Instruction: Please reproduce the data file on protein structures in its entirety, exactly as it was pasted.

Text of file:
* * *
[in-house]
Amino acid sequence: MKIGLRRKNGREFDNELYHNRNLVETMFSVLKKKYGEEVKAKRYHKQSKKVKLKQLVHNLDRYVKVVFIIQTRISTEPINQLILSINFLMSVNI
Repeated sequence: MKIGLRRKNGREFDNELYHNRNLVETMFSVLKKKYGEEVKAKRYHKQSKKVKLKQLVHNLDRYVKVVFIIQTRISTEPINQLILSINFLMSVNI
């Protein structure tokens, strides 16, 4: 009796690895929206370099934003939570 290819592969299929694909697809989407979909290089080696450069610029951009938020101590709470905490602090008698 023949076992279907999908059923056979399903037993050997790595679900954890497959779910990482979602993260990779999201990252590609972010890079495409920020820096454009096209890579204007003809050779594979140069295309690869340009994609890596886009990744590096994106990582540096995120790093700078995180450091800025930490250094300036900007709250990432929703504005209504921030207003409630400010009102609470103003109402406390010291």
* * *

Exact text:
[in-house]
Amino acid sequence: MKIGLRRKNGREFDNELYHNRNLVETMFSVLKKKYGEEVKAKRYHKQSKKVKLKQLVHNLDRYVKVVFIIQTRISTEPINQLILSINFLMSVNI
Repeated sequence: MKIGLRRKNGREFDNELYHNRNLVETMFSVLKKKYGEEVKAKRYHKQSKKVKLKQLVHNLDRYVKVVFIIQTRISTEPINQLILSINFLMSVNI
């Protein structure tokens, strides 16, 4: 009796690895929206370099934003939570 290819592969299929694909697809989407979909290089080696450069610029951009938020101590709470905490602090008698 023949076992279907999908059923056979399903037993050997790595679900954890497959779910990482979602993260990779999201990252590609972010890079495409920020820096454009096209890579204007003809050779594979140069295309690869340009994609890596886009990744590096994106990582540096995120790093700078995180450091800025930490250094300036900007709250990432929703504005209504921030207003409630400010009102609470103003109402406390010291």